An excellent article appeared today on smartmoney.com about the downside of using a debt settlement company. Personally, in my years of banking, we have worked with very few of these companies. Why? Because as a creditor, we could offer the debtor a much better deal by working directly with them instead of through the debt settlement company. By working directly with the debtor, we're able to negotiate a settlement plan directly, eliminating any 'fair share fees' or other costs that detract from repaying the debt.
What debt-settlement companies won't tell you
1. Debt settlement may not be right for you
Debt settlement is a niche solution that's right only for a small segment of the population, says Charles Phelan, founder of ZipDebt.com, who coaches consumers on do-it-yourself debt settlement. But don't expect to hear that from a debt-settlement company. "People working the desks at the debt-settlement companies are working on commission and have the incentive of bringing as many people as possible," he says.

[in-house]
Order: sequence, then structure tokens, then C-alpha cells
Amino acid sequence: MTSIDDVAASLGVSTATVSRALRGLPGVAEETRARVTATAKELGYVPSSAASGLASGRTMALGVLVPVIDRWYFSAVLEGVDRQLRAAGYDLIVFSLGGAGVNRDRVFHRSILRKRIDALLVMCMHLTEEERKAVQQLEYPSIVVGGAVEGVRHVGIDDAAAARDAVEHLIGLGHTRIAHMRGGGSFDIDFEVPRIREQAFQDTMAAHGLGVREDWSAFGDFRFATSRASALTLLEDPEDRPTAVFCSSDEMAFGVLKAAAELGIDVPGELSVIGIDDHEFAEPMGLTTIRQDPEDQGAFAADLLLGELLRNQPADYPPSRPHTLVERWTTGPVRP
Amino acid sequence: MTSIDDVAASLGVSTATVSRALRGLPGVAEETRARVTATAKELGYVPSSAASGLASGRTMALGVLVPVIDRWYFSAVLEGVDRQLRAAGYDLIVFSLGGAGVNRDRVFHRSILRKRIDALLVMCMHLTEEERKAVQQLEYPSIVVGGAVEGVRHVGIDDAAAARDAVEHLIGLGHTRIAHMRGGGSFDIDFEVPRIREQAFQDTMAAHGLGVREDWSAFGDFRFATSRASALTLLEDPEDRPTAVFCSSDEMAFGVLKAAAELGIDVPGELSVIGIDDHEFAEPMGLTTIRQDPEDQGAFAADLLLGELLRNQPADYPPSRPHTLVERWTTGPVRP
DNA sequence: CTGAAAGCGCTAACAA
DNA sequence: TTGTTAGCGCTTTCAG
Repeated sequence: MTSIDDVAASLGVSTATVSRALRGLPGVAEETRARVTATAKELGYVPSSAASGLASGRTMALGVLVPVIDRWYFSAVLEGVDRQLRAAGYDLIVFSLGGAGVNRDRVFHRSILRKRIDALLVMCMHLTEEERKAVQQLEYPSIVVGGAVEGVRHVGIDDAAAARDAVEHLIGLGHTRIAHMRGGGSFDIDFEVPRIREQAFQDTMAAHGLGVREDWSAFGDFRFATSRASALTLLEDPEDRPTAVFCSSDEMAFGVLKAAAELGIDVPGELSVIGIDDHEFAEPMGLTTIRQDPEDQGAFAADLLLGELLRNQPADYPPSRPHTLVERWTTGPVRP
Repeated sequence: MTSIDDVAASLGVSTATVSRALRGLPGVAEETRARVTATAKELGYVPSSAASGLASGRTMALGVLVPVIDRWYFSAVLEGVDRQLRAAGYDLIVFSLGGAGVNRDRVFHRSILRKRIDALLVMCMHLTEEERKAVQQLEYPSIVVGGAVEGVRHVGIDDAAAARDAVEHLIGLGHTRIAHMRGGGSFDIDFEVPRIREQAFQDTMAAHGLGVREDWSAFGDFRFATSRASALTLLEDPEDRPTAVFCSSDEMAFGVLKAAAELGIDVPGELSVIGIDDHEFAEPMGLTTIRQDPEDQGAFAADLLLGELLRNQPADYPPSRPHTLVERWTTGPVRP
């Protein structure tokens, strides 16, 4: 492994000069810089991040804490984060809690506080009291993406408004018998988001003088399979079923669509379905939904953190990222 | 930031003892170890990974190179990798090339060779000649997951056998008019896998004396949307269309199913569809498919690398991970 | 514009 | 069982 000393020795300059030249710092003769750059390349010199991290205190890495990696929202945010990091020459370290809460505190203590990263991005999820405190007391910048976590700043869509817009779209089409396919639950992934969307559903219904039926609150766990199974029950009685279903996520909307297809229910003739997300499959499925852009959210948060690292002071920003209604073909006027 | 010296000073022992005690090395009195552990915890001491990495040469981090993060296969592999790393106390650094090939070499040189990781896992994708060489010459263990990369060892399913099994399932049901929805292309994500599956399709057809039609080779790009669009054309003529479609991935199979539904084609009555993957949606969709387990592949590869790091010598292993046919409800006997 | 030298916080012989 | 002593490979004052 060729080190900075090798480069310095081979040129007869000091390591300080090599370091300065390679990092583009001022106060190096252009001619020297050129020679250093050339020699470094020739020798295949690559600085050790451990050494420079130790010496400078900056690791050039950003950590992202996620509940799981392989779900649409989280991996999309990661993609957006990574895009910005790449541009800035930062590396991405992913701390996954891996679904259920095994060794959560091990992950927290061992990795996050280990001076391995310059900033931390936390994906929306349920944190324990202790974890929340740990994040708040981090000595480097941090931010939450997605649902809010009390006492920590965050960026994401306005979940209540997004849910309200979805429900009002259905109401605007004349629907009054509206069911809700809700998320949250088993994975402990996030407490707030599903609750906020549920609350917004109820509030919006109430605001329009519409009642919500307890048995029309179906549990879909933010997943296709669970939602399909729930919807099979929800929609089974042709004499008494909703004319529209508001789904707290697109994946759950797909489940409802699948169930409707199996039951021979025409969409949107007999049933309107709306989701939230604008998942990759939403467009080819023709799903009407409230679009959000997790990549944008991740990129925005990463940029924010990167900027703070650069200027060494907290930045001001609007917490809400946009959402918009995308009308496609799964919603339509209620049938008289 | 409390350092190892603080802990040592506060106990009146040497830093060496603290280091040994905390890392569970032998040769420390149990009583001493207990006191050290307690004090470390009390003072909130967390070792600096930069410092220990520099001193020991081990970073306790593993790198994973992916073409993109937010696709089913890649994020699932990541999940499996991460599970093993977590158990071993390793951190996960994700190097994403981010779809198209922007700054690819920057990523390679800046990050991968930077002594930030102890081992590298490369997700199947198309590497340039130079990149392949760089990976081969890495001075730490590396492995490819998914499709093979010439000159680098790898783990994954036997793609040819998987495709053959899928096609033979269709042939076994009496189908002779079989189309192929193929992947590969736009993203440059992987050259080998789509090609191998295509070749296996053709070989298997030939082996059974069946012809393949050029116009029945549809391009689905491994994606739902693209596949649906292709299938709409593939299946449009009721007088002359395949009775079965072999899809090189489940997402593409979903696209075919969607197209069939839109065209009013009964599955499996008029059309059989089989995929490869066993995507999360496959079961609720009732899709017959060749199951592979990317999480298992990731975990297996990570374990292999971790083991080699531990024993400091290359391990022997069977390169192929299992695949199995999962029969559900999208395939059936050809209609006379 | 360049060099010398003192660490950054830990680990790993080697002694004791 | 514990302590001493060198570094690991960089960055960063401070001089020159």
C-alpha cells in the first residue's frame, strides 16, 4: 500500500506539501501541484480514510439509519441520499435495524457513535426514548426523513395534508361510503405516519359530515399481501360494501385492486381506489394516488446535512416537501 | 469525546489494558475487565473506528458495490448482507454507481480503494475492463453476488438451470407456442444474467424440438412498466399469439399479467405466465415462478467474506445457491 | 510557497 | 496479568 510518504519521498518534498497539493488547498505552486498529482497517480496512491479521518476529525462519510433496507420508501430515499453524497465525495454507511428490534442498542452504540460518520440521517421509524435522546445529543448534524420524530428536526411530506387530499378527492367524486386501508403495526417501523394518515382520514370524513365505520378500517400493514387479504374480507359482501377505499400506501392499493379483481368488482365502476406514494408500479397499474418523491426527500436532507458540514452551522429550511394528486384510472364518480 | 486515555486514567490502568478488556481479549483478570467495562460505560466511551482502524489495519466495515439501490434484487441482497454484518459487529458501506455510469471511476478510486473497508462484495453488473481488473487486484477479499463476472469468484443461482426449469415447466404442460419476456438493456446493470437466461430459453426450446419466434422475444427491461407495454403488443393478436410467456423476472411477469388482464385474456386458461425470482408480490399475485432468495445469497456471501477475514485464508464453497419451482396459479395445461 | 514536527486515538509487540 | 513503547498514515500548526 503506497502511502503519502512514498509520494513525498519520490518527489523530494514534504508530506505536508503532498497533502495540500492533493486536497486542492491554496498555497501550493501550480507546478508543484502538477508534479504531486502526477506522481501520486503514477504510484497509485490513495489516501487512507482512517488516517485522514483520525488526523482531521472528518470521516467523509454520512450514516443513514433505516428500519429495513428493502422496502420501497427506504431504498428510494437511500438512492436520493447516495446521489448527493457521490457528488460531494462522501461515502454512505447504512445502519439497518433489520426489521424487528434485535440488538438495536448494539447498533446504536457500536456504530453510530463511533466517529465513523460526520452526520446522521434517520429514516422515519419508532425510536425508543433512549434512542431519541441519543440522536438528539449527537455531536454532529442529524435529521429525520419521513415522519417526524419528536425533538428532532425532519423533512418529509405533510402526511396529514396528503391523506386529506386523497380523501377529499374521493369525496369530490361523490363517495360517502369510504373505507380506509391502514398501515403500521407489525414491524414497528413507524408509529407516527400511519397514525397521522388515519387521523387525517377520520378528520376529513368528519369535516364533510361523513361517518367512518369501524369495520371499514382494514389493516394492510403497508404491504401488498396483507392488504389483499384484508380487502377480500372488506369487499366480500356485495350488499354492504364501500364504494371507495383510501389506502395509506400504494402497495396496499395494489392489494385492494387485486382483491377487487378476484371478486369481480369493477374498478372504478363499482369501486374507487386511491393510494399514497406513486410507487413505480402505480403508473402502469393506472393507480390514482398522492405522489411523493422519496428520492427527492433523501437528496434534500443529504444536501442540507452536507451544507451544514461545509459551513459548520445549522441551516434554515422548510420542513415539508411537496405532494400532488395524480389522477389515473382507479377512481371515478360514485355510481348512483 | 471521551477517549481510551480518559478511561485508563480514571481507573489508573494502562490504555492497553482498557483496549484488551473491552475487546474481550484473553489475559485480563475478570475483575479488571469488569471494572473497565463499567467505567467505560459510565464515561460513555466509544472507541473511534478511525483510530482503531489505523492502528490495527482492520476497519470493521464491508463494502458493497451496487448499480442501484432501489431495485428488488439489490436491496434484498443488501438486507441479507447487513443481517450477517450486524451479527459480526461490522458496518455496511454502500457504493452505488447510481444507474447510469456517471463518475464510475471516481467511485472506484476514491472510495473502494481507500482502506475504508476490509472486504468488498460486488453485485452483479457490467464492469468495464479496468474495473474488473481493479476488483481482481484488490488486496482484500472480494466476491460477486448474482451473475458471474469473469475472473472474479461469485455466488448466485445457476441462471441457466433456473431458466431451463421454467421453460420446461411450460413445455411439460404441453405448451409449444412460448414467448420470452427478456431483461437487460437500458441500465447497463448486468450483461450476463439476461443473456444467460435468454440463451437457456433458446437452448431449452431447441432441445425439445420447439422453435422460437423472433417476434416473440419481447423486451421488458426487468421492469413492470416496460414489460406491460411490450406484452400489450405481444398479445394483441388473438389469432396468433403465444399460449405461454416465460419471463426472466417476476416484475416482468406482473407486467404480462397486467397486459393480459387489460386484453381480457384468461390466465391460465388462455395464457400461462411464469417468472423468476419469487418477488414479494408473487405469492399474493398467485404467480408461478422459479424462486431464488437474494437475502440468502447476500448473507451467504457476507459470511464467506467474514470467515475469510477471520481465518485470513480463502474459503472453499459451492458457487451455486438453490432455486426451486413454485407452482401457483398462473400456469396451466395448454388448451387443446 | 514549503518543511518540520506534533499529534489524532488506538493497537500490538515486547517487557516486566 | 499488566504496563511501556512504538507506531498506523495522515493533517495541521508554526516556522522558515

You could be a good candidate for debt settlement if you're heading toward bankruptcy, but don't qualify for filing Chapter 7, Phelan explains. (Under Chapter 7, most of your unsecured debts are written off, but you'll most likely have to sell some property including your home). "Most people who can qualify for Chapter 7 in all likelihood lack the cash flow to make debt settlement work for them," he says. Debt settlement, in other words, might be a viable alternative to Chapter 13, which sets up a three- to five-year schedule with your creditors to repay your debts. (For more details on qualifying for Chapter 7 or Chapter 13, read our story.)
Likewise, if you can scrape up the cash to pay off your debts in a debt-management program, where you work with a debt-management company to pay off your balances in full but with lower interest rates, then debt settlement isn't the best solution.
2. Your credit will suffer
3. You could get sued
4. There are tax consequences
5. Our services might be illegal